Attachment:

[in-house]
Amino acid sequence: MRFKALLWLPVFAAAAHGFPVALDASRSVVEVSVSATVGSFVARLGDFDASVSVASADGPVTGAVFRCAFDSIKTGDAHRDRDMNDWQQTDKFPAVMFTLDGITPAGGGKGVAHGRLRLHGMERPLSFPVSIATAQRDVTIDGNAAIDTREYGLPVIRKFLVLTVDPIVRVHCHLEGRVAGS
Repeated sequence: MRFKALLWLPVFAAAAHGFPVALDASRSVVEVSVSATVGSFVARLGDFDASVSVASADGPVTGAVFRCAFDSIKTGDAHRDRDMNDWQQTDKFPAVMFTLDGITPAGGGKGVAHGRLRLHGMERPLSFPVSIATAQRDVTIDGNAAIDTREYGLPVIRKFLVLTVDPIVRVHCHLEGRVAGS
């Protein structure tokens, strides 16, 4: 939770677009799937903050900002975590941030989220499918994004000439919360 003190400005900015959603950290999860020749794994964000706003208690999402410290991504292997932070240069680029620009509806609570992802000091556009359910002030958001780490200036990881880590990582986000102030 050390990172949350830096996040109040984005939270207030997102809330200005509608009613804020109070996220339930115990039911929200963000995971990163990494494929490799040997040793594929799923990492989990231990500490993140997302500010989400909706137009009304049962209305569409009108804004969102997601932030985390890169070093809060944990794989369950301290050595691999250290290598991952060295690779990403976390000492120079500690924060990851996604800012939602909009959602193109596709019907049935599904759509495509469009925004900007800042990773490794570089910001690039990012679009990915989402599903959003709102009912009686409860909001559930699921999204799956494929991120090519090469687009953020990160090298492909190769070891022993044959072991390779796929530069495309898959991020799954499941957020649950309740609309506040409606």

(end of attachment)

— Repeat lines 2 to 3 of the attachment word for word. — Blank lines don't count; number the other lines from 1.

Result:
Amino acid sequence: MRFKALLWLPVFAAAAHGFPVALDASRSVVEVSVSATVGSFVARLGDFDASVSVASADGPVTGAVFRCAFDSIKTGDAHRDRDMNDWQQTDKFPAVMFTLDGITPAGGGKGVAHGRLRLHGMERPLSFPVSIATAQRDVTIDGNAAIDTREYGLPVIRKFLVLTVDPIVRVHCHLEGRVAGS
Repeated sequence: MRFKALLWLPVFAAAAHGFPVALDASRSVVEVSVSATVGSFVARLGDFDASVSVASADGPVTGAVFRCAFDSIKTGDAHRDRDMNDWQQTDKFPAVMFTLDGITPAGGGKGVAHGRLRLHGMERPLSFPVSIATAQRDVTIDGNAAIDTREYGLPVIRKFLVLTVDPIVRVHCHLEGRVAGS